The majority of those wickets, all captured in South Africa and England, might as well have been screen-grabbed from some of his most famous Test rampages - the 8 for 15 at Trent Bridge, or the 6 for 17 at Johannesburg: full and threatening, you-miss-I-hit lengths every ball, attacking the pads and the edge with equal insistence, kicking off a high seam and occasionally skidding through, and all delivered with those ubiquitous "pumping knees" that signal an attack dog at the top of his game.
But it was a subtle manipulation of those methods that earned Broad his rewards today, and in conditions where even he had previously been a bit hang-dog. There was energy and optimism in abundance, of course, but his average speed, hovering around the 80mph mark, ended up being lower even than that of the left-arm swinger Sam Curran - by no-one's estimation a bona fide quick bowler. That was, as Broad himself explained, a result of some canny changes of pace and seam position rather than any sense that he's about to lose his nip.
"We talked before the Test match about building pressure for long periods of time, and using your individual skill in those little periods," Broad said. "So I concentrated on making the batsman play as much as possible, and also varying my pace in little ways. Maybe not 6-7mph at times but actually going up two miles an hour, coming down three or four miles an hour, and that was the plan I stuck to."
As befits a man who once captained England's T20 side - a format in which he has not now featured for almost exactly half his international career - Broad contrived to treat every delivery of his precious new-ball spell as an event. It's a trait that served him equally well in England's lockdown summer, when his new-found relish for a fuller, stump-threatening length asked questions of every batsman in his sights.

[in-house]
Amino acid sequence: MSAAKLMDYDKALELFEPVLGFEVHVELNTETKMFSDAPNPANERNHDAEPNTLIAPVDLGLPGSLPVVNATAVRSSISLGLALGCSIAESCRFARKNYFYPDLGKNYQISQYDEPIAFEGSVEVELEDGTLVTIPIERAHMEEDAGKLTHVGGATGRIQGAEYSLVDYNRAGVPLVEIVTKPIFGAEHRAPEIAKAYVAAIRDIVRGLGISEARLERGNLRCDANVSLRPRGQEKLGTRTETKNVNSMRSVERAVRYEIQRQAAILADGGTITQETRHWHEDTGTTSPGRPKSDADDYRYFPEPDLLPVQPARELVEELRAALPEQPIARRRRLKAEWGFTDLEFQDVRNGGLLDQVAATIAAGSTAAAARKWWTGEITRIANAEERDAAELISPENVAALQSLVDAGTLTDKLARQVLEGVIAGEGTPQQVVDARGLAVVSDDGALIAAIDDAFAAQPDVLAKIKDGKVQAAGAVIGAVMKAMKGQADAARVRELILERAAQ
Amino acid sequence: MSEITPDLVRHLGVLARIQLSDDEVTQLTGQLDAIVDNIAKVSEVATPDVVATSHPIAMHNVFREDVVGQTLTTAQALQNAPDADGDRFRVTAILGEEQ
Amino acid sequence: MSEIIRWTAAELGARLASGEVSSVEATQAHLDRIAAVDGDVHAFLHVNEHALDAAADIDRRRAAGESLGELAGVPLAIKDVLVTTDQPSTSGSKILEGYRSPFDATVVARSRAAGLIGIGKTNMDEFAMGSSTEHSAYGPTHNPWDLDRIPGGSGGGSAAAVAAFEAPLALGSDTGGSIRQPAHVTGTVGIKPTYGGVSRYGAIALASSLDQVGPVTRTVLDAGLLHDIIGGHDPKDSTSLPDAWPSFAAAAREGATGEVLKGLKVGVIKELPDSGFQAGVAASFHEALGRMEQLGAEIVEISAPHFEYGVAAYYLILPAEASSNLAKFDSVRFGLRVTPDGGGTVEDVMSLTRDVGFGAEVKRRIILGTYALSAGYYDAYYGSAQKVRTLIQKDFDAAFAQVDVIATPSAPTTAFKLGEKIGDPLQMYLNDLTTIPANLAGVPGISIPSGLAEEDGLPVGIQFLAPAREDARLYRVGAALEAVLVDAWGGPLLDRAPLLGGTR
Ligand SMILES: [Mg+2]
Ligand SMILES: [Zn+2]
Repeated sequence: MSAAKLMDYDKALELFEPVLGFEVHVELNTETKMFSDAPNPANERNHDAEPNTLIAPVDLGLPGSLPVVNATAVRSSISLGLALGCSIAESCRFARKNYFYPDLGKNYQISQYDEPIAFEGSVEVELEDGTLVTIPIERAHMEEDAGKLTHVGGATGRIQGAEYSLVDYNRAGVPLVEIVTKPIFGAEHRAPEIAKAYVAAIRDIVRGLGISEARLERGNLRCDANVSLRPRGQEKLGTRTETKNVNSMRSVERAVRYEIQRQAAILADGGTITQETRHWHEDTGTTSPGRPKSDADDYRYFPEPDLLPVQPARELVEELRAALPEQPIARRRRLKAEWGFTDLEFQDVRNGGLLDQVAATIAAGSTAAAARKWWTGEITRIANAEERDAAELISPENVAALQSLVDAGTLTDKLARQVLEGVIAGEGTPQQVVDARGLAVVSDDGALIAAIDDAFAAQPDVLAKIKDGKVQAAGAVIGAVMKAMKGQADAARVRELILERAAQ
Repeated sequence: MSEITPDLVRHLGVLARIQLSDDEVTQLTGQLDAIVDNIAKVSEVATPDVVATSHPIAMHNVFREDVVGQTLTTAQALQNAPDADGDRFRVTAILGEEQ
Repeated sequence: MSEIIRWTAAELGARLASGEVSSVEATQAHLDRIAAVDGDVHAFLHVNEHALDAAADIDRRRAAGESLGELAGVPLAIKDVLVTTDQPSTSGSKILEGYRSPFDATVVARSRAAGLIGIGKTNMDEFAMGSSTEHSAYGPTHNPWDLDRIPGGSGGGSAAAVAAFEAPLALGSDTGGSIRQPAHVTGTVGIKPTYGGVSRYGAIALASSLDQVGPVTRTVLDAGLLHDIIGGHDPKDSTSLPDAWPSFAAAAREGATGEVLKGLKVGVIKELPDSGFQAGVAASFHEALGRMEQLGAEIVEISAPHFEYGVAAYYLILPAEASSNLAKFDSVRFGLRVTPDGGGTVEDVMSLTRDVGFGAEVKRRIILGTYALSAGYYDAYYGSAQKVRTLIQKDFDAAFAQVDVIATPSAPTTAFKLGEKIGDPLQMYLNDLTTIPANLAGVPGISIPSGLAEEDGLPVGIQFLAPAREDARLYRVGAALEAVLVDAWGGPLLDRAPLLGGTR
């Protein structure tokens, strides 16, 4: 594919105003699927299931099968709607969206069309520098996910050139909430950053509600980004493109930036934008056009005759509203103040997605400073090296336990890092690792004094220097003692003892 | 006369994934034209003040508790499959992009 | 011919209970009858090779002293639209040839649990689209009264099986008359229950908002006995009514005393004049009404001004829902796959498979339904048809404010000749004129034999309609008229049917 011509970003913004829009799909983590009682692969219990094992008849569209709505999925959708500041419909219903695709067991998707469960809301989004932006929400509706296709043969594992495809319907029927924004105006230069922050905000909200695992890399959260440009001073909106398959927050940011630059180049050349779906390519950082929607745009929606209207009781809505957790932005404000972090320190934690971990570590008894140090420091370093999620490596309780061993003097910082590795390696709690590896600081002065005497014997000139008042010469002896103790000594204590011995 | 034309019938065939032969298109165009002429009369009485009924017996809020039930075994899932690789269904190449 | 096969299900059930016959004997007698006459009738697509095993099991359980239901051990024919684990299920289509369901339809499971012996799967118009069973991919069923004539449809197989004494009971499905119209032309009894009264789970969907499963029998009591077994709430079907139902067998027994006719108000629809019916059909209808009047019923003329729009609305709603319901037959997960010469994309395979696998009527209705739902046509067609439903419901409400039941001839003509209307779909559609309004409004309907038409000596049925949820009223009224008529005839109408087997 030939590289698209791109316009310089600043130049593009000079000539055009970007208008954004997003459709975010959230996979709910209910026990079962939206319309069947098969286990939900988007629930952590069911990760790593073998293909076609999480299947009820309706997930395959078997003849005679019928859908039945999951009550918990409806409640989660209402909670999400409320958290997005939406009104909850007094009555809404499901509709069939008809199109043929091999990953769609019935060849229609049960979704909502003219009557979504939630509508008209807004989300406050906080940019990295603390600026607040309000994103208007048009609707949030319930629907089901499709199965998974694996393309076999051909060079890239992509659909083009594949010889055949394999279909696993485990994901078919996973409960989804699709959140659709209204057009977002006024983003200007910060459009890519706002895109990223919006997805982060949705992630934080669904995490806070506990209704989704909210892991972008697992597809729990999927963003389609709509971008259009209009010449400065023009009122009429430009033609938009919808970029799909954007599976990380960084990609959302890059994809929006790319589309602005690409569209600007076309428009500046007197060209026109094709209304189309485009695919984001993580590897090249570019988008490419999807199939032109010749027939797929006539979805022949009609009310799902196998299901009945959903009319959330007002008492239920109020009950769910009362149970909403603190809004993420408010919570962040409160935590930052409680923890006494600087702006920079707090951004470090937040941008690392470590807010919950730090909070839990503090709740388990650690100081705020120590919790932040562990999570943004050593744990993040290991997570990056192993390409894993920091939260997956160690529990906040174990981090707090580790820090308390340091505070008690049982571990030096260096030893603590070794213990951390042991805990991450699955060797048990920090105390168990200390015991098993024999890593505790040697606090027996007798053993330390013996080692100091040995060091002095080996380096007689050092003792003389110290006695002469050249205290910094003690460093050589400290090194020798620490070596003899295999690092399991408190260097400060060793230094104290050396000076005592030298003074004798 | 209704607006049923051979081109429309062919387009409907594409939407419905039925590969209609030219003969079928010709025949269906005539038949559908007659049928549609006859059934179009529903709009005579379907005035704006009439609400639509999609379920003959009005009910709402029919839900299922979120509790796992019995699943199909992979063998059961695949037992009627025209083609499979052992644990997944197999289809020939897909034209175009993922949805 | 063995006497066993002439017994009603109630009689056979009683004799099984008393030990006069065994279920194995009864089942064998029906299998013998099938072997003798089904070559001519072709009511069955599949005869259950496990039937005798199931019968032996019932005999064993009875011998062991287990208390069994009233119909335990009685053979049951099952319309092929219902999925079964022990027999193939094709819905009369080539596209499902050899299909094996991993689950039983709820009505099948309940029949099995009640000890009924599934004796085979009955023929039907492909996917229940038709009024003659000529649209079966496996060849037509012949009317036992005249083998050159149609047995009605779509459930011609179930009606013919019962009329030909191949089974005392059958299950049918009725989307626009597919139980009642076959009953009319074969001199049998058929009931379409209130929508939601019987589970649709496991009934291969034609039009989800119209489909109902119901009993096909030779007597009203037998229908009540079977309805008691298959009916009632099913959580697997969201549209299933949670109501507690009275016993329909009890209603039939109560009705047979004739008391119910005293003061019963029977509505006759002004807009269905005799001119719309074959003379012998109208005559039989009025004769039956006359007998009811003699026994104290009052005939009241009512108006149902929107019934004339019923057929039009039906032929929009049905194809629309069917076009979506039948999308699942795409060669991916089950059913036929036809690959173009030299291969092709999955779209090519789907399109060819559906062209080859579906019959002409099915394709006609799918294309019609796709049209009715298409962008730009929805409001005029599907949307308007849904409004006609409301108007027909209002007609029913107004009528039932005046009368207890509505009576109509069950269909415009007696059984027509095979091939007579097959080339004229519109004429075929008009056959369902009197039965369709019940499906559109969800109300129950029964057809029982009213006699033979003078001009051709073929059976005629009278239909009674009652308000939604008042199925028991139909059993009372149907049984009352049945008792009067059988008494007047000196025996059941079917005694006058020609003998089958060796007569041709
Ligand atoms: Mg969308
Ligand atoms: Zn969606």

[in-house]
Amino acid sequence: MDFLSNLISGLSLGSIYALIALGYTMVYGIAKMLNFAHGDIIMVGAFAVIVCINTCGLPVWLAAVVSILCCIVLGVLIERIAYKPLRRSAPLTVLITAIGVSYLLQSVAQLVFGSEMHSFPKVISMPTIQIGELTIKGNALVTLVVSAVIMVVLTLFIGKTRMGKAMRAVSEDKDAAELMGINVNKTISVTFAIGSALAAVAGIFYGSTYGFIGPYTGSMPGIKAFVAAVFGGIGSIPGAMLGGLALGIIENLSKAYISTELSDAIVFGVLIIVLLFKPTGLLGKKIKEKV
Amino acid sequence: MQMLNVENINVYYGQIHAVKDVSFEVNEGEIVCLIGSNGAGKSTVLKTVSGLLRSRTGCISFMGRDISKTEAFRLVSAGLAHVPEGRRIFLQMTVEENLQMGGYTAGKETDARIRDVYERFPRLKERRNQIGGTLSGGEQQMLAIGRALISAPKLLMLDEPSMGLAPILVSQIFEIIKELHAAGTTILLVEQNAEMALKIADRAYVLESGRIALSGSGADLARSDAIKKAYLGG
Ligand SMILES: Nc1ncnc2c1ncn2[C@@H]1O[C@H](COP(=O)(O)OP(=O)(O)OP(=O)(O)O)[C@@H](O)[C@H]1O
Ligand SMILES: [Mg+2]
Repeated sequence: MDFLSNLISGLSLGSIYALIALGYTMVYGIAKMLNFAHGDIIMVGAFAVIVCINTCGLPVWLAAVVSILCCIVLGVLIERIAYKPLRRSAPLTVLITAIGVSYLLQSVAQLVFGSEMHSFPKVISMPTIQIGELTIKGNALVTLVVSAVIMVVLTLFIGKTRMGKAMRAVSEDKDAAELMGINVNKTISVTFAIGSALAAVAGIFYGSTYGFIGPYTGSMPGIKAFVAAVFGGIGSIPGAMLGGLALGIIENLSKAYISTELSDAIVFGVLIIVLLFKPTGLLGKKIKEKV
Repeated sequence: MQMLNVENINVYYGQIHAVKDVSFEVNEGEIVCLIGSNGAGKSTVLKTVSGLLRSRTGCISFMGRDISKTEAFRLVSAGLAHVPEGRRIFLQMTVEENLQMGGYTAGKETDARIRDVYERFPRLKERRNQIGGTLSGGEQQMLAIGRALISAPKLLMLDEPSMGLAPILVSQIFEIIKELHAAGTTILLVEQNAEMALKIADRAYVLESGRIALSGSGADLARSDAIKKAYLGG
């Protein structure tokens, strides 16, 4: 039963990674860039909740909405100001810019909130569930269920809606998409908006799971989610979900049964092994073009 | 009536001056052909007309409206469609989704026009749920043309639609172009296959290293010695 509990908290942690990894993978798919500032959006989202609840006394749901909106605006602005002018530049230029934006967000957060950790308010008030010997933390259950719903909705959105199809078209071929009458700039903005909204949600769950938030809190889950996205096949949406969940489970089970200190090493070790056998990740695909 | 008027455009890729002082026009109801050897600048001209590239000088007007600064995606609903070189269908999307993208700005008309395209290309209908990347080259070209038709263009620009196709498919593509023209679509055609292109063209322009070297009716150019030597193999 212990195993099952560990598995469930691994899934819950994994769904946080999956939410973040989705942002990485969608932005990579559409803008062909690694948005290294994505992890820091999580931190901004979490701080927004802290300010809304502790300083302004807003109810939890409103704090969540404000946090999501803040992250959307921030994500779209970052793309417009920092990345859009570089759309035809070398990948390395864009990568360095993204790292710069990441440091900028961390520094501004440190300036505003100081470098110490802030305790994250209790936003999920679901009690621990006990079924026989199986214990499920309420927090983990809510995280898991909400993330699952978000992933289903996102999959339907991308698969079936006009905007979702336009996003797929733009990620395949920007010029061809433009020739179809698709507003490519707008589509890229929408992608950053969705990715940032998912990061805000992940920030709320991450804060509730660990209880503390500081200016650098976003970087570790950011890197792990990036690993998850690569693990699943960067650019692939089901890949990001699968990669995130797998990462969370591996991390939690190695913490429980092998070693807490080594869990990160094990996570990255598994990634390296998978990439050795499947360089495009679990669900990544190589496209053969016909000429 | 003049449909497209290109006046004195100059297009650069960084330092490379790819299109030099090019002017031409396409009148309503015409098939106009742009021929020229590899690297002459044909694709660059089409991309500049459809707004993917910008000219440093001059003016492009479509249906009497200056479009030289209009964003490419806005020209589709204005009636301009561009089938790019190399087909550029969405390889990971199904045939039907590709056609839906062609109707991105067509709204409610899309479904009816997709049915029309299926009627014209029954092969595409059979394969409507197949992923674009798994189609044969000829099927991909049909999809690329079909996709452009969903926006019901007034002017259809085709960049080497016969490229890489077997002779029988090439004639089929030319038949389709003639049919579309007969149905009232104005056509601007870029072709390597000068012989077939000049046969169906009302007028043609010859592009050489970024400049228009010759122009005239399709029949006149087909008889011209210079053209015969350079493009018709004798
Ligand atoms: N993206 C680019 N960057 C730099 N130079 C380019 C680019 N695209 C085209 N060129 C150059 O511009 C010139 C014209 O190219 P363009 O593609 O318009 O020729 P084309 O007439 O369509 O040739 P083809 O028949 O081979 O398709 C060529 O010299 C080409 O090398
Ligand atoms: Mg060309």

"The pitch offered us something with the ball, which you expect when you bowl a side out for 130, but it wasn't necessarily sideways movement," he added. "There was a little bit of extra bounce, a little bit of two-pace that brought the fielders in."
Broad was also responsible for two of the outstanding moments in what was otherwise an abject Sri Lankan batting display - the perfectly pitched cutter outside off that lured the hard-handed Kusal Mendis into a tentative stab to the keeper (and a fourth Test duck in a row), and the injection of venom just back of a length that rushed Angelo Mathews into a misjudged slash to slip, where Root grabbed an impressively sharp catch. On the face of it the moment was yet another batsman error, but Broad's variety and accuracy made it happen.
"I was pleased with [the legcutter]," he said. "It's one of my best balls. A few years ago I wouldn't have tried that second-ball to a new batsman but, with experience and confidence in my game, I wanted to bowl a quicker one first ball and then a legcutter to get the batsman playing on the second one.
"It just did that perfect half-a-bat-width movement and I think, just with experience and playing more cricket in these conditions, you get braver. With a new ball. I'd never dream of doing that in England, but in these conditions, you've got to try something different."
Broad is now two wickets away from matching Courtney Walsh - the first man to breach the 500-wicket barrier way back in 2001, and whose eventual tally of 519 scalps once seemed an insurmountable peak. And who knows, on this showing, maybe even Anderson's humungous tally of 600 and counting will not be out of his reach.
For he may lack the natural skill that has marked his team-mate out as the greatest English bowler of his generation, but Michael Vaughan wasn't wrong when he stated, way back in 2008, that Broad was one of the most intelligent operators he'd ever encountered. He was finding new ways to skin Test batsmen even back then - short and nasty on that occasion to complement Anderson's full and tricksy - and as his evisceration of David Warner showed in the 2019 Ashes, the evolution of his methods has been gathering pace for some months already.
For if Broad's fabled reaction to his omission from England's last first Test of a season, against West Indies at the Ageas Bowl in August, is anything to go by, he's got the form, the skill and the bloodymindedness to keep confounding expectations for as long as his remarkably injury-free body holds up. And who knows, maybe he, like Anderson before him, can go some way to confounding those preconceptions about his record in less seam-friendly climes.

Andrew Miller is UK editor of ESPNcricinfo. He tweets at @miller_cricket